Pebble bed plug pulled

2010-09-17 07:20

A decade and more than R9 billion after starting, government has pronounced South Africa’s attempts to research and build a pebble bed nuclear reactor officially dead.

Speaking in the National Assembly, Public Enterprises Minister Barbara Hogan told Ministers of Parliament (MPs) yesterday that after “careful consideration”, government was pulling the plug on its Pebble Bed Modular Reactor (PBMR) project.

There would be no more government investment in the project, and PBMR (Pty) Ltd, established in 1999, would now be “drastically reduced to a handful of people, with the focus being on the retention of intellectual property, and of certain skills and the preservation of its assets”.

Hogan’s announcement was hailed by several opposition party MPs, who described the project as having been a gross waste of taxpayers’ money.

“All I can say today is vindication, vindication, vindication!” Independent Democrats MP Lance Greyling said in response.

“R9 billion worth of taxpayers’ money has been thrown at this project, even though it was clear from the international panel of economists, way back in 1999, that it would never be economically viable.”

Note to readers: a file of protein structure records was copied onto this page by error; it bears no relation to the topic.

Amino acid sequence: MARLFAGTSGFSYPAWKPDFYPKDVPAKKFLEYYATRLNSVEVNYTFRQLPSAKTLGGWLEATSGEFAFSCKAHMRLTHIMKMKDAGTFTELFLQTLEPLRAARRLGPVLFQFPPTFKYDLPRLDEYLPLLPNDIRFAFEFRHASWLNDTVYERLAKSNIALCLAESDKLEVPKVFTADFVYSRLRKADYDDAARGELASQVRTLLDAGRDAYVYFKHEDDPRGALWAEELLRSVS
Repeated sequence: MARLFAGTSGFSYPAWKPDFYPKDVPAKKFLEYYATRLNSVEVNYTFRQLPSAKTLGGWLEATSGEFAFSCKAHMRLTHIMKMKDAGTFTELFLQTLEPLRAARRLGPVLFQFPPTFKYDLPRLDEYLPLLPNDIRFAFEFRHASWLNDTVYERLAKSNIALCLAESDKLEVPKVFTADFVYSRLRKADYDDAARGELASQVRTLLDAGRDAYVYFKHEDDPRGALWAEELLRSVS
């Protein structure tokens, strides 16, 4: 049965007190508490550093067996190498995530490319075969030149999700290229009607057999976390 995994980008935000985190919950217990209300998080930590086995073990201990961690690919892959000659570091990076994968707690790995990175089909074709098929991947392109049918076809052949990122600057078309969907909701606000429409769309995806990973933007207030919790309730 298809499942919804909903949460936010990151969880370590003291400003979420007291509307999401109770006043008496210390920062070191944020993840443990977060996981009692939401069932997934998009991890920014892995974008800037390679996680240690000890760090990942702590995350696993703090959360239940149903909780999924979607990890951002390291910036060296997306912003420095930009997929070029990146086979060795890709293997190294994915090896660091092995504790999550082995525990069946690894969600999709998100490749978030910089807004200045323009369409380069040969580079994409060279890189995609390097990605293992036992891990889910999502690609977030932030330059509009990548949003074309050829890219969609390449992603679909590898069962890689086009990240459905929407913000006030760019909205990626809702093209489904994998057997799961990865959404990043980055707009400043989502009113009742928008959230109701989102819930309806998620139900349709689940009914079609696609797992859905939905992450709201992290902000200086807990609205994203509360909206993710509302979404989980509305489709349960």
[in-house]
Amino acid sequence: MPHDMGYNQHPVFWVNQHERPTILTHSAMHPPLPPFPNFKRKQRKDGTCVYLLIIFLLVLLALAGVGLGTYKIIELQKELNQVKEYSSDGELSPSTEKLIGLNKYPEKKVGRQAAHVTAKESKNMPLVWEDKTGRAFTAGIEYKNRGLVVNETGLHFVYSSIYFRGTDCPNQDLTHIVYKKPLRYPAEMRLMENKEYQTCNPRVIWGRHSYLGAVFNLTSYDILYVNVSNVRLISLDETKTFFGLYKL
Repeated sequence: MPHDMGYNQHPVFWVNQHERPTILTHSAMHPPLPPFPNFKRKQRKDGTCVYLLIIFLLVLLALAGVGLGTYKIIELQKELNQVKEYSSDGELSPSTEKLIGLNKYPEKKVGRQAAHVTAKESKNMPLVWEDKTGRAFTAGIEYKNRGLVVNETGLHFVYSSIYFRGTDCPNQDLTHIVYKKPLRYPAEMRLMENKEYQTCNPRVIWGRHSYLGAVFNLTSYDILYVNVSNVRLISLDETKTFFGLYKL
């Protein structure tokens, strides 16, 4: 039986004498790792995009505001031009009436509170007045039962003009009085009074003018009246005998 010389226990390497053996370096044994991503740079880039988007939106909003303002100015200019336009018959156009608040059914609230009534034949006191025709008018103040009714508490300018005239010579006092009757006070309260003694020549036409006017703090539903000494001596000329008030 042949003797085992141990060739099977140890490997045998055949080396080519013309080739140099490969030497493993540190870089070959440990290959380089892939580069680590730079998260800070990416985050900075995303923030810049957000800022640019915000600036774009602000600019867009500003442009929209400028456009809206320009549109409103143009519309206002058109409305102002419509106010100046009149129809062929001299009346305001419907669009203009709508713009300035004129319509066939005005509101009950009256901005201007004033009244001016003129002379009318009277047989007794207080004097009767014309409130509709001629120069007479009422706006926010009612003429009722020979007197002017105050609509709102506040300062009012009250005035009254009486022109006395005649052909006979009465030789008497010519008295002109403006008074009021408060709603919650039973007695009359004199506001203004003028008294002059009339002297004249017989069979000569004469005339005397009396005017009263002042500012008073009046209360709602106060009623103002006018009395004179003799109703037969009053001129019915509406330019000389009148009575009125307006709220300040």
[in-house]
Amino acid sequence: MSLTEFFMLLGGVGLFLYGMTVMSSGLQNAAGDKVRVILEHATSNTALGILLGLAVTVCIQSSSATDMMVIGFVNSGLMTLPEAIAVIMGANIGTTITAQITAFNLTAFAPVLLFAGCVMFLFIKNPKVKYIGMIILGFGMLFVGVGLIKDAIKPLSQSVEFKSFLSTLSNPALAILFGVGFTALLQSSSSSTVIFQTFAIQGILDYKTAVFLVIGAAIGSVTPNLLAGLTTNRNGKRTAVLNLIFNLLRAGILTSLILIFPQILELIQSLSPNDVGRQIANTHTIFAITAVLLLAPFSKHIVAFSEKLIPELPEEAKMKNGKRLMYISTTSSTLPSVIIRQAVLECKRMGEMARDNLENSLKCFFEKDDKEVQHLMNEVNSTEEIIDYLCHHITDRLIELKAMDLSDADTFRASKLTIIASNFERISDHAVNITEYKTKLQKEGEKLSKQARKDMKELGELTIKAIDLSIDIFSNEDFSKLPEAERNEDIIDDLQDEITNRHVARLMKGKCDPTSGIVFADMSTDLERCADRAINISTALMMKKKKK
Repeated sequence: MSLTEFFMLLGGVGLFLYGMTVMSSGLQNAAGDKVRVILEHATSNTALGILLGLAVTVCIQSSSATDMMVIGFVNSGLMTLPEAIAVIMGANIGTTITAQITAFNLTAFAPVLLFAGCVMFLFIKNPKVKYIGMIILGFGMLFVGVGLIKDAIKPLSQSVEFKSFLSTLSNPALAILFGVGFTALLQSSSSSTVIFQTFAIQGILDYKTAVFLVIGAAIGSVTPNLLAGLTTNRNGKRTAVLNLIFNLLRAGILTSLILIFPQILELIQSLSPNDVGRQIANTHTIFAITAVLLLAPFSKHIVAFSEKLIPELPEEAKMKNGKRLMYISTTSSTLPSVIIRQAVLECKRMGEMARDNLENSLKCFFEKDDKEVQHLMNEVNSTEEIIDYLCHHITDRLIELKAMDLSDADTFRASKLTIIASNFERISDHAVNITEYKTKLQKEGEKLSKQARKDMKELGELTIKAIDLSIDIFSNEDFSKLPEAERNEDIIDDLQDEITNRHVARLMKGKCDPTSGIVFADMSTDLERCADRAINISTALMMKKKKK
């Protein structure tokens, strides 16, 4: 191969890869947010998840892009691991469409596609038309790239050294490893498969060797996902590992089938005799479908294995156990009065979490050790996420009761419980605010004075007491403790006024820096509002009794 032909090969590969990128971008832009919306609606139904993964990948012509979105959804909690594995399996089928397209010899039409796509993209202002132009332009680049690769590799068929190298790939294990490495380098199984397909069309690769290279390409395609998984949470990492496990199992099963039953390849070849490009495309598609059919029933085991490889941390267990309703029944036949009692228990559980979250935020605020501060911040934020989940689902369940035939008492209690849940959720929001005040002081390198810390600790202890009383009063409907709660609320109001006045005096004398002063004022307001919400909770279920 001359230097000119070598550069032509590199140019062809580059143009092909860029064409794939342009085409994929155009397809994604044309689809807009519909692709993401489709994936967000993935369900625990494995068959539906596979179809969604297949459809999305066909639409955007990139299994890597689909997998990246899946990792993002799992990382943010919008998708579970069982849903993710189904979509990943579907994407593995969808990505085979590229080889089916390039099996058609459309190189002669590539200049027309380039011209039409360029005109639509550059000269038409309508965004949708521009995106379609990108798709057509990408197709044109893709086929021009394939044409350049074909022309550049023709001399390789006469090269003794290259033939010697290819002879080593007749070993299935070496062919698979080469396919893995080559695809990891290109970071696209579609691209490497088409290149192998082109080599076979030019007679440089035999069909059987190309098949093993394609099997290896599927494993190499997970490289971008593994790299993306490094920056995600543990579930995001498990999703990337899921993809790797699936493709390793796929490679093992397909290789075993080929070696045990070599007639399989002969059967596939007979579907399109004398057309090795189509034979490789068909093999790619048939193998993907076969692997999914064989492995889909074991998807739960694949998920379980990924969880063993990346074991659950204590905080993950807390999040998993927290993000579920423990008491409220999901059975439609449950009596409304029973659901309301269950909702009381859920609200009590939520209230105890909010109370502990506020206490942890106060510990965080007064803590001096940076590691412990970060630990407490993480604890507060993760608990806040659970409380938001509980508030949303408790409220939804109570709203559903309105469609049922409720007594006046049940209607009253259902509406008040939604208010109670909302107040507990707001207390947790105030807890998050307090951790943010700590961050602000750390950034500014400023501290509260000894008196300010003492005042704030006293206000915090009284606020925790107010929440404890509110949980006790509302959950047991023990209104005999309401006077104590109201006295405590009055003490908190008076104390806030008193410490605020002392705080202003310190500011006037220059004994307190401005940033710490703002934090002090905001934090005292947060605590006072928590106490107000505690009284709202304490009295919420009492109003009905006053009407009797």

He called for an independent forensic audit of the project “so that we can know the full extent of wastage that occurred on this wasteful project”.

The Democratic Alliance’s Pieter van Dalen said the PBMR could be labelled “fruitless and wasteful expenditure”, and the money better spent on building RDP houses.

Reasons for government’s final decision to halt the project included that the PBMR had not been able to secure an “anchor customer”, or another investment partner.

Further investment in the project would require “well in excess of an additional R30 billion”.

Also, should South Africa embark on a nuclear-build programme in the near future, it would not be using pebble bed technology.

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